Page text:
Pickup games on all sides of him, Otto Porter Jr. rises and fires. It’s mid-May, and the 6-foot-8 sophomore forward, weeks away from hearing his name called by NBA Commissioner David Stern, is working on his pull-up jumper with a small group of trainers in Yates Field House as John Thompson Jr. watches from the sideline. Indeed, it seems only appropriate that the quiet star from rural Missouri prepare for the biggest month of his life just as he always has: not in a state-of-the-art training facility but in an unassuming school gym. It fits in perfectly with the story we’ve heard seemingly countless times but somehow haven’t gotten sick of. Otto Porter Jr., the shy, smalltown superstar who turned down the glitzy AAU circuit, spent summers in the gym with his basketballobsessed family, came to the big city and took the Big East by storm. While the Georgetown chapter of his story ultimately ended far short of the fairy tale most expected, his achievements nevertheless made him the most impressive male athlete to don the blue and gray this year. The beginning of the 2012-2013 season saw Porter Jr. and the Hoyas confirm some of the concerns analysts had expressed about them in the preseason. The lack of a clearcut No. 1 scorer left the offense directionless at times, and Porter Jr. rarely took charge despite his status as the team’s most talented offensive player. Going into Big East play, there was no doubt about who the Hoyas’ best player was. But whether he could truly carry a team remained unproven. When sophomore forward Greg Whittington was placed on academic suspension at the start of the spring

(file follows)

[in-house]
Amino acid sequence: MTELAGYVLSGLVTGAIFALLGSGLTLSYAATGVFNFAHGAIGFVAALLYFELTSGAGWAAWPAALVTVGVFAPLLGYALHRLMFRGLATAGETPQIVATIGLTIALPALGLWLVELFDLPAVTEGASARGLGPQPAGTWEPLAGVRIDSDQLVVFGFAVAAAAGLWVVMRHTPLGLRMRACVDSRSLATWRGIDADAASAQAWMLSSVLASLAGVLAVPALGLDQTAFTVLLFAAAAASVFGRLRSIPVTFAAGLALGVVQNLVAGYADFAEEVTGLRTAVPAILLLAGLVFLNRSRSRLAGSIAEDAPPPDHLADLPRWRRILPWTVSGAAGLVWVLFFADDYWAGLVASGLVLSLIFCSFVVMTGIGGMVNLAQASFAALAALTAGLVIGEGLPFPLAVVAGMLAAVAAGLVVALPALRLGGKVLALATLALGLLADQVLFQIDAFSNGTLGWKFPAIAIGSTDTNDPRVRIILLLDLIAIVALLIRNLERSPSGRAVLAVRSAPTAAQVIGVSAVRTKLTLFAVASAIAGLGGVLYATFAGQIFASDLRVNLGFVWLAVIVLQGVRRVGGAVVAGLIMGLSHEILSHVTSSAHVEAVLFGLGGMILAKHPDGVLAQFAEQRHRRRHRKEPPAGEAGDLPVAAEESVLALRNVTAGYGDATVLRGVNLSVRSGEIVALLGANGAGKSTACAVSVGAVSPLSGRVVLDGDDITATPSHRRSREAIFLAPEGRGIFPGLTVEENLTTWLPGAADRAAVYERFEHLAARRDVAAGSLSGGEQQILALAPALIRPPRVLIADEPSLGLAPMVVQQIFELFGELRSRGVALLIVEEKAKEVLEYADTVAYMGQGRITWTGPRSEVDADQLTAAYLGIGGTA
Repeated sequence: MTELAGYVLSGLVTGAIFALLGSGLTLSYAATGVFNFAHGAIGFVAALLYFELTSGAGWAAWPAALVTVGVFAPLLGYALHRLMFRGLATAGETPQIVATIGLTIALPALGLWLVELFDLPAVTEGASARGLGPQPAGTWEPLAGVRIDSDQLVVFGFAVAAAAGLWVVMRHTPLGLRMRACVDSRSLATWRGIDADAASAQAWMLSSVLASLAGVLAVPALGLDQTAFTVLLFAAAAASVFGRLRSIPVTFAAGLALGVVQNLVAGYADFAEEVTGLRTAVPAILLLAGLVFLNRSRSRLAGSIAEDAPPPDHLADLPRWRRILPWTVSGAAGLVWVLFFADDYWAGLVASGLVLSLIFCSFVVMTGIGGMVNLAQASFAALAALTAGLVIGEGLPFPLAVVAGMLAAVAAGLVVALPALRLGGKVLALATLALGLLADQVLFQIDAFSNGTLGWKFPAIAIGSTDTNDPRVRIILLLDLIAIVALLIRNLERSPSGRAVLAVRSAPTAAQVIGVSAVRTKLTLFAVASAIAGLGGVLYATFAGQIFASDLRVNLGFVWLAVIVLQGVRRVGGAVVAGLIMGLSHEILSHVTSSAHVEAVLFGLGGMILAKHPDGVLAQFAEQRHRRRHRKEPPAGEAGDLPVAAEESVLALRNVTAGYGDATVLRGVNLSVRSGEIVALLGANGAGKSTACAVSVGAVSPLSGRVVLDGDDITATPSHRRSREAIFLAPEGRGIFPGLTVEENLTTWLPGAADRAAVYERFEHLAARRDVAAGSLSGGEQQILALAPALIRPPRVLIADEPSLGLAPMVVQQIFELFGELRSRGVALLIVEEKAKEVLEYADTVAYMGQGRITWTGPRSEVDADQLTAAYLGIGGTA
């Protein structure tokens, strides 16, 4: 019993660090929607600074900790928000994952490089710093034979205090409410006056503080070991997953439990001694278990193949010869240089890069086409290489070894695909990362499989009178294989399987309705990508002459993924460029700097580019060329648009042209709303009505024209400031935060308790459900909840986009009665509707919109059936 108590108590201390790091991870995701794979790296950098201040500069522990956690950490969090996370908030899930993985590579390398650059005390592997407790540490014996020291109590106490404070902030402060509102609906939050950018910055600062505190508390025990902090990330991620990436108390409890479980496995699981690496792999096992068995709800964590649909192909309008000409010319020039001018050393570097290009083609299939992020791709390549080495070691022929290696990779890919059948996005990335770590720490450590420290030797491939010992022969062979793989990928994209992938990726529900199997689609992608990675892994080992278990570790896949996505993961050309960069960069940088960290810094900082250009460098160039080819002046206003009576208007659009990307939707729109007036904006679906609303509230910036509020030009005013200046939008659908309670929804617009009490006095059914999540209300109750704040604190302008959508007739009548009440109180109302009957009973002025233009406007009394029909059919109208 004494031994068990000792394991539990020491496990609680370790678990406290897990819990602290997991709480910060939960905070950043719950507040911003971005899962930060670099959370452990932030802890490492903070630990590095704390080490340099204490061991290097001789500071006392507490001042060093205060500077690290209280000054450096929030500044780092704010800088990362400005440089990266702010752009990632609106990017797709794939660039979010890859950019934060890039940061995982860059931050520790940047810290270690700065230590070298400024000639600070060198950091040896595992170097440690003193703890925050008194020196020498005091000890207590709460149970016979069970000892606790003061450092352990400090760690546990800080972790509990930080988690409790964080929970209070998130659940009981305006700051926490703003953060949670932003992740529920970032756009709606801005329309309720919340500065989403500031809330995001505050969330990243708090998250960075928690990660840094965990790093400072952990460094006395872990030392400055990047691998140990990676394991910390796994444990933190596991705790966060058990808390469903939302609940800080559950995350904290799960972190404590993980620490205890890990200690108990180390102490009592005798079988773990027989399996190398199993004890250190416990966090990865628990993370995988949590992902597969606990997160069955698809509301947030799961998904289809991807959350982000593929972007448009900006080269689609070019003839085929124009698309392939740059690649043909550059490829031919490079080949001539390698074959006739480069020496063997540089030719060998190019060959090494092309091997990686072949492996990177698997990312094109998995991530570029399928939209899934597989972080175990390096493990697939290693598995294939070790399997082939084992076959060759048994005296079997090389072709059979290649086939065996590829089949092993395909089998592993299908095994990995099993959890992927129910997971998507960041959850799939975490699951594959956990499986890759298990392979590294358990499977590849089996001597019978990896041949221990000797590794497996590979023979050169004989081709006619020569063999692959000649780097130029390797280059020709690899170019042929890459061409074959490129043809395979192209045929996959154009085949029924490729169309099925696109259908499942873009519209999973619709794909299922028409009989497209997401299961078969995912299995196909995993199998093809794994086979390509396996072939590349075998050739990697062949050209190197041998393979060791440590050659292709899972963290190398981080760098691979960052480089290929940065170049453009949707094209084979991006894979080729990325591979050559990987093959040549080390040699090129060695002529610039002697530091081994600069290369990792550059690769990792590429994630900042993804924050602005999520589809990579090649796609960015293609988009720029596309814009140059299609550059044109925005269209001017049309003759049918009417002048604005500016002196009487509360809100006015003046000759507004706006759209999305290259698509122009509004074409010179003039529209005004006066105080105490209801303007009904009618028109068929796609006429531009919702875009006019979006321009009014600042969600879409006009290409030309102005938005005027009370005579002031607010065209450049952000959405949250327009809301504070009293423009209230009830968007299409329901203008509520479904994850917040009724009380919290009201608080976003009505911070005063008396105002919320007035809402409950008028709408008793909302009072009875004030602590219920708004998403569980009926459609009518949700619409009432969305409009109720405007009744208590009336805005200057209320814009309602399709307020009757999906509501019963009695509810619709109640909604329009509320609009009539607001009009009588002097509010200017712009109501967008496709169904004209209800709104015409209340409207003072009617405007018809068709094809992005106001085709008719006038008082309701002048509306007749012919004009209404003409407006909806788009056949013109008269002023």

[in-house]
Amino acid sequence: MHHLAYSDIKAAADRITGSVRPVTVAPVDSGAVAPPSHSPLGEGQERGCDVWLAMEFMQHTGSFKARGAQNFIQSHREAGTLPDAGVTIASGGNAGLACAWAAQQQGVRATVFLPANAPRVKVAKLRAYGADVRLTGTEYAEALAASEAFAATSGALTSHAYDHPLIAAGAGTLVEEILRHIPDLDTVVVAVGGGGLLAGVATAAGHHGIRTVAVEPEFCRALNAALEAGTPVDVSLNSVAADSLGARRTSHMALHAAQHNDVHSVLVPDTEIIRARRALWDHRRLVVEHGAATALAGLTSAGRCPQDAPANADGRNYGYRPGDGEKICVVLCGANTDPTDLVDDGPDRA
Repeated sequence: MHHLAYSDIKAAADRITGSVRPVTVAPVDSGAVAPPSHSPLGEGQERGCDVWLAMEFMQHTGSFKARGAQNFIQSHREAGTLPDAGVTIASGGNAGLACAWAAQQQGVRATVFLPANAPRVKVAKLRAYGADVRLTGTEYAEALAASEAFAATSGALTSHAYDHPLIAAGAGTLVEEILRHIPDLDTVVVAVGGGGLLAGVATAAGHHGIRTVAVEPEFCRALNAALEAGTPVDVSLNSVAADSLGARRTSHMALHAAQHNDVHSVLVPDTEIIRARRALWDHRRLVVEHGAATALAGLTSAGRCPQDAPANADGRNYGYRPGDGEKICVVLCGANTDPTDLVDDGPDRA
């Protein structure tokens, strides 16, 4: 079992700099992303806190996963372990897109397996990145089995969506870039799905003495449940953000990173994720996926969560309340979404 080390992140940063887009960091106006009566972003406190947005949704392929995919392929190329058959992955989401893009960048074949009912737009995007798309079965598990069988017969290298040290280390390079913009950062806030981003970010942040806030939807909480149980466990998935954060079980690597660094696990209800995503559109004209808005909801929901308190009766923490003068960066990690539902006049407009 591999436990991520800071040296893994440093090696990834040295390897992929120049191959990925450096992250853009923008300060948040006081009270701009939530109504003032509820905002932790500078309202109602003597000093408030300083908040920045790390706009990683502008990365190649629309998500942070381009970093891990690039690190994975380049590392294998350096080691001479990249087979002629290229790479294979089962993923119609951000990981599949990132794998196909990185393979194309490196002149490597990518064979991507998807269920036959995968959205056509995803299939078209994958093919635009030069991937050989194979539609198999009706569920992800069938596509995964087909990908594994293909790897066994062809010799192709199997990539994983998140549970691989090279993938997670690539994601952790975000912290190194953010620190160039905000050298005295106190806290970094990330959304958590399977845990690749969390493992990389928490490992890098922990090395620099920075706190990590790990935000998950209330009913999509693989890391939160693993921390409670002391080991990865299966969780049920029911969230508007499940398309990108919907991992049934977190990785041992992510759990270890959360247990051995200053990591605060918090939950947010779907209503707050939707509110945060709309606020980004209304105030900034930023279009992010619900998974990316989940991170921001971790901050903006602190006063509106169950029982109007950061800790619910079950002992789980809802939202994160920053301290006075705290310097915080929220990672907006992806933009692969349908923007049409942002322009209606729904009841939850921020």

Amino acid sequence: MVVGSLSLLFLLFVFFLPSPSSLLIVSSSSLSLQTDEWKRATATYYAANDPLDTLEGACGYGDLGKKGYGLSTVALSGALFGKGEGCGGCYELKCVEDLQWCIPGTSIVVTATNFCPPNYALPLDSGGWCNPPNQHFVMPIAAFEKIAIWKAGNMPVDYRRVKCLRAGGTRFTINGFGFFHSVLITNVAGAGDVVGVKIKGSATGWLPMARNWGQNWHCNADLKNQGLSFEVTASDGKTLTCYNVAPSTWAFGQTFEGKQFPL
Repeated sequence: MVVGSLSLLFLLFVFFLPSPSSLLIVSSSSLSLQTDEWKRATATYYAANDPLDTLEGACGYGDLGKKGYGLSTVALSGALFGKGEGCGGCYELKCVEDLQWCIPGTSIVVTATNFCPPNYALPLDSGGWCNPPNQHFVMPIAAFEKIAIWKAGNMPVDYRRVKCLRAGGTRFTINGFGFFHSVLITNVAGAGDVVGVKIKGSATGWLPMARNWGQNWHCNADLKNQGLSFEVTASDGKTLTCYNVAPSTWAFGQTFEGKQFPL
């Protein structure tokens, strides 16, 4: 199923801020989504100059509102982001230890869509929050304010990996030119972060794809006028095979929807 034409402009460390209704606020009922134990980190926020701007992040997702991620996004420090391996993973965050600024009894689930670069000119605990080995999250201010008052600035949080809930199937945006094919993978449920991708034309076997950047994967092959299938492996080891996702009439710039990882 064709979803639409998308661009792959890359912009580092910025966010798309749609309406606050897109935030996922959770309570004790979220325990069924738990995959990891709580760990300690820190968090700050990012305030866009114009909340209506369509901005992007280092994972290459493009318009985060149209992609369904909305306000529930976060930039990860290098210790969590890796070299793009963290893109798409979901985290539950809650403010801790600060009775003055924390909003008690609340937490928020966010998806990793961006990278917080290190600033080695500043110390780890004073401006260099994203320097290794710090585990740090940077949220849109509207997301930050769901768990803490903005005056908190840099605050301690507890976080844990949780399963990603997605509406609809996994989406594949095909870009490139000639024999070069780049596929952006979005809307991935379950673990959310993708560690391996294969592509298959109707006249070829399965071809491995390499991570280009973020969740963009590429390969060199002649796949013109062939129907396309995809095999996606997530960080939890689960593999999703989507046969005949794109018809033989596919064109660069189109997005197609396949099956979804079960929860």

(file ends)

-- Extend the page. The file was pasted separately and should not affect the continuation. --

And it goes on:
team of the year Ryan Bacic
Hoya Staff Writer